It's safe to say that you can go ahead and tick the box entitled 'ticks' on your list of 'Insects To Be Wary Of'.
Ticks are tiny arachnids, and just like their spider relatives, have 8 legs. Unlike adult spiders, ticks are ectoparasites, which means they stay alive by feeding on the blood of mammals, birds, and - you guessed it - humans.
Ticks cannot jump or fly; instead, they climb vegetation and wait for a host to come into contact with them, when they attach themselves and begin feeding.
Typically, ticks live in areas with high grass or plenty of woodpiles, like forested areas and the woods. Ticks are active all year round, but are most active in Spring and Fall. They begin biting whenever temperatures are consistently above 7 degrees.
Tick Life Cycle
Ticks have 4 life stages; egg, larvae, nymph, and adult. Female ticks lay thousands of eggs on the ground, which then hatch into larvae, known as 'seed ticks'. These seed ticks then climb up on to low vegetation so they can attach to small animals that pass by, such as mice, rabbits, or birds. In the larvae stage, ticks only have 6 legs.
After feeding for 2 to 9 days on their chosen hosts, the larvae digest the blood and turn into nymphs, now with 8 legs. Nymphs then attach themselves to a second host and feed for a while before becoming adult ticks. This entire cycle can last up to 3 years.
Types of Ticks
There are dozens of tick species found across Canada, but two of the most common are American Dog Ticks and Blacklegged Ticks.
American Dog Ticks are common around the Rocky Mountains, as well as Saskatchewan and the Atlantic provinces. Blacklegged Ticks are also known as Deer Ticks due to their affection for the white-tailed deer, and are particularly common in Ontario, Manitoba, and on the Pacific coast.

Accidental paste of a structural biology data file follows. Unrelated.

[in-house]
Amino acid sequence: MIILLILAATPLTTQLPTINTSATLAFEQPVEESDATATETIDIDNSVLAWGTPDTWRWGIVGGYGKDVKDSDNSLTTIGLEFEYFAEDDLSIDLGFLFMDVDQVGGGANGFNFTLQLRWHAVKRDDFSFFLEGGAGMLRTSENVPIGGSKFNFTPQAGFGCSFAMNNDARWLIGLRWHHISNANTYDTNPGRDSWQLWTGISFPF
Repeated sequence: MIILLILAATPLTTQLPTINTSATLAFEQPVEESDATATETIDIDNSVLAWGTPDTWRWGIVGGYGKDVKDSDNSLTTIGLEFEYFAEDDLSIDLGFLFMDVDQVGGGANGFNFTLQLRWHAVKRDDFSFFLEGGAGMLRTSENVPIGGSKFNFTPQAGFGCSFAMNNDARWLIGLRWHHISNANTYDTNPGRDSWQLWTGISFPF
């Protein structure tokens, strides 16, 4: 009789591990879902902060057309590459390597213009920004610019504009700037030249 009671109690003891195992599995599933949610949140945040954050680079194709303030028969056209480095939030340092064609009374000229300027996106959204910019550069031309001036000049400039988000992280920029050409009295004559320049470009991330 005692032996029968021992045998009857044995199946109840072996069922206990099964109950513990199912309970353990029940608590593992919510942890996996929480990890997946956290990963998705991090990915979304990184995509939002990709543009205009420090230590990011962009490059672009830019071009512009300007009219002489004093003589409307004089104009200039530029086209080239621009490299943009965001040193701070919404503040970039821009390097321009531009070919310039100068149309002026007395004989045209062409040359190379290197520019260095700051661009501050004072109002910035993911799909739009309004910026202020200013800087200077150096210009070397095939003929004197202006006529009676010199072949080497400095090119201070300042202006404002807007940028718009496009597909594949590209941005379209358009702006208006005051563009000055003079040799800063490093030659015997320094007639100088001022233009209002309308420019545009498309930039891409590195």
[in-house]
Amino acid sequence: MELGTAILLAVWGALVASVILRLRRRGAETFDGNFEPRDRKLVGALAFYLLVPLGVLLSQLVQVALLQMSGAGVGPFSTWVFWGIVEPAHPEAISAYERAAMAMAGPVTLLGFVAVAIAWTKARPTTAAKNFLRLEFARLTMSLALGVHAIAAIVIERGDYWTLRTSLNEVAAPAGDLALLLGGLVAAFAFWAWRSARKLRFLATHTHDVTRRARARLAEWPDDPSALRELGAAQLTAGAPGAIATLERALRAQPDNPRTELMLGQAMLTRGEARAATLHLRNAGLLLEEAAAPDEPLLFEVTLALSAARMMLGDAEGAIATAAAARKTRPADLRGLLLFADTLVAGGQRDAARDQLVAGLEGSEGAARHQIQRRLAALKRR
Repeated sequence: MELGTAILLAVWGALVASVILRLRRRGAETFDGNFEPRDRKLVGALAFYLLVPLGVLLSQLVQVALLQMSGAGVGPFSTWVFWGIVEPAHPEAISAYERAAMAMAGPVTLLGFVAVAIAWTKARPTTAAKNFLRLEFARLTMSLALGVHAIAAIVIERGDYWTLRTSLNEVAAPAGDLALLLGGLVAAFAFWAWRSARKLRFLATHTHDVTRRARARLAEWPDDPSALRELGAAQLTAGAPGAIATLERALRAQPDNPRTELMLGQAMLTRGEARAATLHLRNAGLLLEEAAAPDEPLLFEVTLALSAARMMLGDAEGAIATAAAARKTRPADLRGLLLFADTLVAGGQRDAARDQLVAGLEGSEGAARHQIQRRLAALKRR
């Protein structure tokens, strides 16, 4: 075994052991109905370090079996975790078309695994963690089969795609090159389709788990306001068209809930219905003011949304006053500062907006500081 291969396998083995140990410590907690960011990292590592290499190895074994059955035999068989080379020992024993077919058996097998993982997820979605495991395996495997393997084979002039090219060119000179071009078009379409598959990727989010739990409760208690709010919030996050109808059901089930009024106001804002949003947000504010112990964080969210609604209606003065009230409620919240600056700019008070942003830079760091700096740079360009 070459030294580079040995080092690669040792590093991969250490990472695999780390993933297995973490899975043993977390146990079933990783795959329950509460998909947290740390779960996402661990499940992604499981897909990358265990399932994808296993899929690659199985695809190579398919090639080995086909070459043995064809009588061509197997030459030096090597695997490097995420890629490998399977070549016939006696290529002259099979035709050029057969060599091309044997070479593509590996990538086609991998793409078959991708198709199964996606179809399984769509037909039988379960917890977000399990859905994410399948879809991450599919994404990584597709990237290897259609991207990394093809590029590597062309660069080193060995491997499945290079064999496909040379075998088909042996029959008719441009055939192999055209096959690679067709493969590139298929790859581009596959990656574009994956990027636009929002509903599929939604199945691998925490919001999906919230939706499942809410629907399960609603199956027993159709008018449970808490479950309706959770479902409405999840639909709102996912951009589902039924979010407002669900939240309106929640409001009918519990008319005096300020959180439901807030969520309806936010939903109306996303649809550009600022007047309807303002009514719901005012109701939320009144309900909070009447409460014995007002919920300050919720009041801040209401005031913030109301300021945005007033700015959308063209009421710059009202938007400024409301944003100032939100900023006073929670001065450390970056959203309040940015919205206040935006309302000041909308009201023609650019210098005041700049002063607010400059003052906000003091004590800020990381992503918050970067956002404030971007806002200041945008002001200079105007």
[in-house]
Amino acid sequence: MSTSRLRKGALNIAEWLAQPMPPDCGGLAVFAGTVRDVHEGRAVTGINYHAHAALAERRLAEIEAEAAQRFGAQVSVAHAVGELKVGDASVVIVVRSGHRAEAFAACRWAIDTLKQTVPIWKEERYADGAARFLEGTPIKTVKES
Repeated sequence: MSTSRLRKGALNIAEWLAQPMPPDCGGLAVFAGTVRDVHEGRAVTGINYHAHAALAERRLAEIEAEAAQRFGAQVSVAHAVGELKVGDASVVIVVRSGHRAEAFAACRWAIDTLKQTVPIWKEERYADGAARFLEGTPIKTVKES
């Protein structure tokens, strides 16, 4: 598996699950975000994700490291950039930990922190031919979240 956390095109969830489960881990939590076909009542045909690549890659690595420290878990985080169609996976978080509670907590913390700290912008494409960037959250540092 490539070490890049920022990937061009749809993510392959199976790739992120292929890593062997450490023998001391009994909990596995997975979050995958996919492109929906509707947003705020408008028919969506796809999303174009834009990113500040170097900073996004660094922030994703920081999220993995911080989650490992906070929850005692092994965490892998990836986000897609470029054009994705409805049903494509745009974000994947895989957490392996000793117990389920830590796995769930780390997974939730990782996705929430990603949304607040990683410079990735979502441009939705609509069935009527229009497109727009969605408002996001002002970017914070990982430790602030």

Other types of ticks include;
- Lone Star Ticks
- Brown Dog Ticks
- Rocky Mountain Wood Ticks
Risks Associated With Ticks
American Dog Ticks are a known transmitter of Rocky Mountain Spotted Fever and Tularemia, while Blacklegged ticks are the main vector for Lyme Disease. Ticks as a whole are responsible for transmitting numerous infections around the world.
Lyme Disease is particularly worrying for those of us in Canada. Spread by the bite of a Blacklegged Tick, Lyme Disease is an inflammatory infection caused by borrelia bacteria, which is passed onto ticks and then onto humans from infected animals.
There are over 100 known symptoms of Lyme Disease, and while very treatable in early stages, once a person enters the Chronic Lyme stage (stage 3), symptoms can be especially hard to resolve. Patients with Chronic Lyme Disease often have symptoms lasting well beyond the course of their antibiotics, such as extreme muscle aches, headaches, and fatigue.
Follow us on Facebook or subscribe to our blog to keep up to date with tick prevention tips and news, as well as tips on managing mosquitoes.